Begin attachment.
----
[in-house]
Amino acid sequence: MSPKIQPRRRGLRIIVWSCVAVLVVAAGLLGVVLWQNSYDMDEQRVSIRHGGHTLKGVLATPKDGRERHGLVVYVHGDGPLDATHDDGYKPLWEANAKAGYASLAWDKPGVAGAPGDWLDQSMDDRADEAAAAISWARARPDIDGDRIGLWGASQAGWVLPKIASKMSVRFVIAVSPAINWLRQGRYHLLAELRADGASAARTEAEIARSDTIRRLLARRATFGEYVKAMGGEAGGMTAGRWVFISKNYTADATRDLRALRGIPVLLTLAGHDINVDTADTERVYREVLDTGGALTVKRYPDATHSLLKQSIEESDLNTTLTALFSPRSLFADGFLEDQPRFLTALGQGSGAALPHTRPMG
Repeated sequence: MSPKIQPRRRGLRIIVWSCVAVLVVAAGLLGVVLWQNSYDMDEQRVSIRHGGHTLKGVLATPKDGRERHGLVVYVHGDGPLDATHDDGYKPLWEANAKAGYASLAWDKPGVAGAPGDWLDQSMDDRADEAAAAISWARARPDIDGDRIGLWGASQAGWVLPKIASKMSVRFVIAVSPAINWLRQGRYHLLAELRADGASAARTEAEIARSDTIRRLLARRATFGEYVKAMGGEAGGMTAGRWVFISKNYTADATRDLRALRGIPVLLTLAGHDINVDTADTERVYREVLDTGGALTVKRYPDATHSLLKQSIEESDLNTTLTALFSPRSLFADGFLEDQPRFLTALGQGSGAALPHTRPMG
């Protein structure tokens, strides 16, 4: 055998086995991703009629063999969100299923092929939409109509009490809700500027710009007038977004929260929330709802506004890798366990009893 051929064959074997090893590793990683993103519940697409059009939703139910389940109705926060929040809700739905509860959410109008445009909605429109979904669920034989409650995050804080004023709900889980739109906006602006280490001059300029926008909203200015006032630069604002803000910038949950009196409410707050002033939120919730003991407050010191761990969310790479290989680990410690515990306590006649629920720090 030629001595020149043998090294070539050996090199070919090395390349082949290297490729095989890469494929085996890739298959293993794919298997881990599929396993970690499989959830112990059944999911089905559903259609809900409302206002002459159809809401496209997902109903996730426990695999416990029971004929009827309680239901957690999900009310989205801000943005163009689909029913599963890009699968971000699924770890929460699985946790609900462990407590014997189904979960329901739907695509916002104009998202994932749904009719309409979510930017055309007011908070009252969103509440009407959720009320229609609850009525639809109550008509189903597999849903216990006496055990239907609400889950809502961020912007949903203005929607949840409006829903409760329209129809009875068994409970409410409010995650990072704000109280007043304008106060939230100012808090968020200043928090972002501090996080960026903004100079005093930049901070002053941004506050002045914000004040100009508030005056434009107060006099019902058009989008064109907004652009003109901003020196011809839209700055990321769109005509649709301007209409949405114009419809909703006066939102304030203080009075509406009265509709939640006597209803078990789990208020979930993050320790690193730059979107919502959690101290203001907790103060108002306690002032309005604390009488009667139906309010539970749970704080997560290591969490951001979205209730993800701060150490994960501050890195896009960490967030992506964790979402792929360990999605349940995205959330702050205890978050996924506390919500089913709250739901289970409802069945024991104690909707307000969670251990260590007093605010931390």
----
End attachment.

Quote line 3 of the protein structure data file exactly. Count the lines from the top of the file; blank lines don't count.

Repeated sequence: MSPKIQPRRRGLRIIVWSCVAVLVVAAGLLGVVLWQNSYDMDEQRVSIRHGGHTLKGVLATPKDGRERHGLVVYVHGDGPLDATHDDGYKPLWEANAKAGYASLAWDKPGVAGAPGDWLDQSMDDRADEAAAAISWARARPDIDGDRIGLWGASQAGWVLPKIASKMSVRFVIAVSPAINWLRQGRYHLLAELRADGASAARTEAEIARSDTIRRLLARRATFGEYVKAMGGEAGGMTAGRWVFISKNYTADATRDLRALRGIPVLLTLAGHDINVDTADTERVYREVLDTGGALTVKRYPDATHSLLKQSIEESDLNTTLTALFSPRSLFADGFLEDQPRFLTALGQGSGAALPHTRPMG